Osteoarthritis is an age-related disease caused by the wear and tear of the joints. Presently, there is no known cure for osteoarthritis, but its management involves the use of high doses of pain killers and anti-inflammatory agents with different side and dependency effects.
But garlic can reduce pain severity in knee osteoarthritis. Garlic supplementation for 12 weeks might reduce pain severity in overweight or obese women with knee osteoarthritis.
In a study published in the journal Phytomedicines, researchers had sought to determine whether garlic supplementation could alter disease complications such as pain in knee osteoarthritis.
Osteoarthritis is a type of joint disease that results from the breakdown of joint cartilage and underlying bone. The most common symptoms are joint pain and stiffness.
By nature, women are more predisposed to conditions such as osteoporosis and osteoarthritis compared to men. Before the age of 55, men are at a higher risk of osteoarthritis, the most common form of arthritis – a joint degeneration condition. However, after the age of 55, the number of osteoarthritic women far surpasses men.
Unfortunately, there is no curable medicine in the market. But the pain and inflammation can be managed which involves the use of high doses of glucosamine-chondroitin (GC).
They conducted a trial that involved postmenopausal overweight and obese women aged 50 and 75 years with mild to moderate knee osteoarthritis.
Patients with other chronic disease, allergics to garlic, smokers, those with hip osteoarthritis or in weight loss programmes were excluded.
The study participants were divided into two groups where one received blinded 500mg garlic tablets two times a day for 12 weeks and the other placebo. Joint pain was assessed.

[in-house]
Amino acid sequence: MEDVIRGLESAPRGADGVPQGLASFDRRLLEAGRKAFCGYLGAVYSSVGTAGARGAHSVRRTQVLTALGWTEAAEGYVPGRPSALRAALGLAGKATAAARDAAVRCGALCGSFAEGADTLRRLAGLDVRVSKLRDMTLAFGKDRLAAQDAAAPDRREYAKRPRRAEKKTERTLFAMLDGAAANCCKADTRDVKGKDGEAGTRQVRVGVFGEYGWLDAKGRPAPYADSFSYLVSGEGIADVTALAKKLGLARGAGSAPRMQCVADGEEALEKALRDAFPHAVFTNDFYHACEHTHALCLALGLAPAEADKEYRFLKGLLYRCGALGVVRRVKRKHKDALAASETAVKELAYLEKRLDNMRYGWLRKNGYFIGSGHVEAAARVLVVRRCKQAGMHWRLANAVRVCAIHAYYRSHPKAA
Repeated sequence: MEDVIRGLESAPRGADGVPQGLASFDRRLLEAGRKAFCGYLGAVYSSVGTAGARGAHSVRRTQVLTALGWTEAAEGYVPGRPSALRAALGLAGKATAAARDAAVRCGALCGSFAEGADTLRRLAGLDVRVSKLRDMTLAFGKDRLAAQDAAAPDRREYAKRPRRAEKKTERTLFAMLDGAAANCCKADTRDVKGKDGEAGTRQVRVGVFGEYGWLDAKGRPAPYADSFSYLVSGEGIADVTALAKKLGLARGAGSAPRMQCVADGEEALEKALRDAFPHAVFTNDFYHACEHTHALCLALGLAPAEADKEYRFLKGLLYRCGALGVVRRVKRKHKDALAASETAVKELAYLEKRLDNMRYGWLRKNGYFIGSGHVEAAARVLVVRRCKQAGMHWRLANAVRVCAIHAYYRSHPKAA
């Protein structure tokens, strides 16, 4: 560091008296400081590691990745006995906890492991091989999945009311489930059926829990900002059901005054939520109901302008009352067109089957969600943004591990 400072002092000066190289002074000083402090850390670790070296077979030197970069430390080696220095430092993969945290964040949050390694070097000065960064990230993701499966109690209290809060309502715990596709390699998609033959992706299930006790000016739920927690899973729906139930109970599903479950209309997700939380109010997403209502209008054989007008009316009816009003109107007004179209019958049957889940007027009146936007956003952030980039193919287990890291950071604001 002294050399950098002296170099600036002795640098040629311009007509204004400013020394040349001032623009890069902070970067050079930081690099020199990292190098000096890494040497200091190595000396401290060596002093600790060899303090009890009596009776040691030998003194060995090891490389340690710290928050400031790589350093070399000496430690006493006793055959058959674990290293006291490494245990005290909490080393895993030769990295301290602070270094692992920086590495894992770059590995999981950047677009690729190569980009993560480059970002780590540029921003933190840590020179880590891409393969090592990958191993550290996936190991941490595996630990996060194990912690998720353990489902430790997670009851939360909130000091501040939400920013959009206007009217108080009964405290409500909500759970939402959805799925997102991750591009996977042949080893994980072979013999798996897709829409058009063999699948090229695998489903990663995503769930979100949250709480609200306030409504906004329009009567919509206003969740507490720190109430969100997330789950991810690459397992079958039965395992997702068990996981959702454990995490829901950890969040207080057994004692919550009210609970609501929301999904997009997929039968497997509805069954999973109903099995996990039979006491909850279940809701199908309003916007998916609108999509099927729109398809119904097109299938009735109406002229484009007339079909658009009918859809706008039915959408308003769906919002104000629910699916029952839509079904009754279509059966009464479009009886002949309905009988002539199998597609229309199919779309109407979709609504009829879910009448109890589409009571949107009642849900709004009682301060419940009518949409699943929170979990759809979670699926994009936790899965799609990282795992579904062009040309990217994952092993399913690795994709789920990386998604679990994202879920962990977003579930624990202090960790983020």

The investigators found that at week 12 pain scores were significantly reduced in the garlic but not in the placebo group. Pain scores were also significantly lower on the garlic, compared with the placebo, group following supplementation.
They, therefore, suggested that clinicians may counsel an overweight and obese woman with osteoarthritis that supplementation with garlic may help reduce knee pain, stiffness and physical function of the knee.
Moreover, cucumber extract is effective in reducing pain related to mild to moderate knee osteoarthritis and can be potentially used in the management of stiffness and physical functions related to osteoarthritis.
The study published in the journal Clinical Interventions in Ageing suggests the use of 10mg cucumber extract twice daily in the effective management of pain-related too moderate knee osteoarthritis.
The researchers had conducted a study to evaluate the efficacy of Q-Actin, an aqueous extract of cucumber against GC in the management of moderate osteoarthritis.
The randomised double-blind parallel-group clinical trial involved 122 patients (56 males and 66 females) aged between 40 and 75 years and diagnosed with moderate knee osteoarthritis over a six months period.
The study found that the pain relief in those that had an aqueous extract of cucumber similar to that from the GC group. No adverse effect was reported during the trial period.
Full-fat dairy cheese also lowers the risk of knee OA. In a study published in the Journal, Annals of the Rheumatic Diseases, significant inverse associations were observed between the presence of knee osteoarthritis and intake of full-fat dairy.
Data on dairy consumption was appraised by a 253-item food frequency questionnaire covering 47 dairy products with categorisation on fat content, fermentation or dairy type.
A total of 3,010 participants were included in the study out of which 427 individuals (14per cent) were classified as having knee osteoarthritis.
The study concluded that higher intake of full-fat dairy and Dutch cheese, but not milk, was cross-sectionally associated with the lower presence of clinical knee osteoarthritis.
Earlier studies have found that frequent milk consumption may be associated with reduced osteoarthritis progression in women. Dairy contains many nutrients that are good for health, including amino acid, unsaturated fats, Vitamin K-1 and K-2, calcium and probiotics.
Several randomised clinical trials (RCTs) with herbal medicines and their derivatives have been reported. These include the use of Phellodendron and Citrus as well as Articulin-F against osteoarthritis.
The use of an avocado and soybean extract is known as Avocado/soybean unsaponifiable in the management of osteoarthritis has also been reported. Other examples of tested natural products include capsaicin derived from hot chilli peppers, Devil’s claw from Harpagophytum procumbens extract and ginger extracts as well as phenolic compounds based on olive trees used in combination with moderate physical activities.